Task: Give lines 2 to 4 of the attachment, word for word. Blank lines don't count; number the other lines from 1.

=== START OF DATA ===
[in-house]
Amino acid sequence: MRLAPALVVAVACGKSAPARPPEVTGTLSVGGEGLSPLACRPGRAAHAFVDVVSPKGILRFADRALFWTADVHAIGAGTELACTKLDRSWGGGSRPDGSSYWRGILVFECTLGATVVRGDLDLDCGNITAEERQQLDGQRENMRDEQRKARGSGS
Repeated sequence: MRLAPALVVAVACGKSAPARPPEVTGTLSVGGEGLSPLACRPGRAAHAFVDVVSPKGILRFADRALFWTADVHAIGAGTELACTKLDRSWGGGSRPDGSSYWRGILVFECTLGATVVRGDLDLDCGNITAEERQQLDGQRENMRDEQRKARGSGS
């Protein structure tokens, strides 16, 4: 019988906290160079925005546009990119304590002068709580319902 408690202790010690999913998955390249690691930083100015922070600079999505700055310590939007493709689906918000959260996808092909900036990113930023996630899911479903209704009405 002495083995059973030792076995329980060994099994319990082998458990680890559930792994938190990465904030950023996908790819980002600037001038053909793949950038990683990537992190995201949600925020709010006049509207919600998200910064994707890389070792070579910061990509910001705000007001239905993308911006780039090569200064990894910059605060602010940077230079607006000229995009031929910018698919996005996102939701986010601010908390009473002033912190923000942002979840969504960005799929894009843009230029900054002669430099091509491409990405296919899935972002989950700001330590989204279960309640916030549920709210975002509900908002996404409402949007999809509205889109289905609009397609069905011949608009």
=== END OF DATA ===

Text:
Amino acid sequence: MRLAPALVVAVACGKSAPARPPEVTGTLSVGGEGLSPLACRPGRAAHAFVDVVSPKGILRFADRALFWTADVHAIGAGTELACTKLDRSWGGGSRPDGSSYWRGILVFECTLGATVVRGDLDLDCGNITAEERQQLDGQRENMRDEQRKARGSGS
Repeated sequence: MRLAPALVVAVACGKSAPARPPEVTGTLSVGGEGLSPLACRPGRAAHAFVDVVSPKGILRFADRALFWTADVHAIGAGTELACTKLDRSWGGGSRPDGSSYWRGILVFECTLGATVVRGDLDLDCGNITAEERQQLDGQRENMRDEQRKARGSGS
């Protein structure tokens, strides 16, 4: 019988906290160079925005546009990119304590002068709580319902 408690202790010690999913998955390249690691930083100015922070600079999505700055310590939007493709689906918000959260996808092909900036990113930023996630899911479903209704009405 002495083995059973030792076995329980060994099994319990082998458990680890559930792994938190990465904030950023996908790819980002600037001038053909793949950038990683990537992190995201949600925020709010006049509207919600998200910064994707890389070792070579910061990509910001705000007001239905993308911006780039090569200064990894910059605060602010940077230079607006000229995009031929910018698919996005996102939701986010601010908390009473002033912190923000942002979840969504960005799929894009843009230029900054002669430099091509491409990405296919899935972002989950700001330590989204279960309640916030549920709210975002509900908002996404409402949007999809509205889109289905609009397609069905011949608009």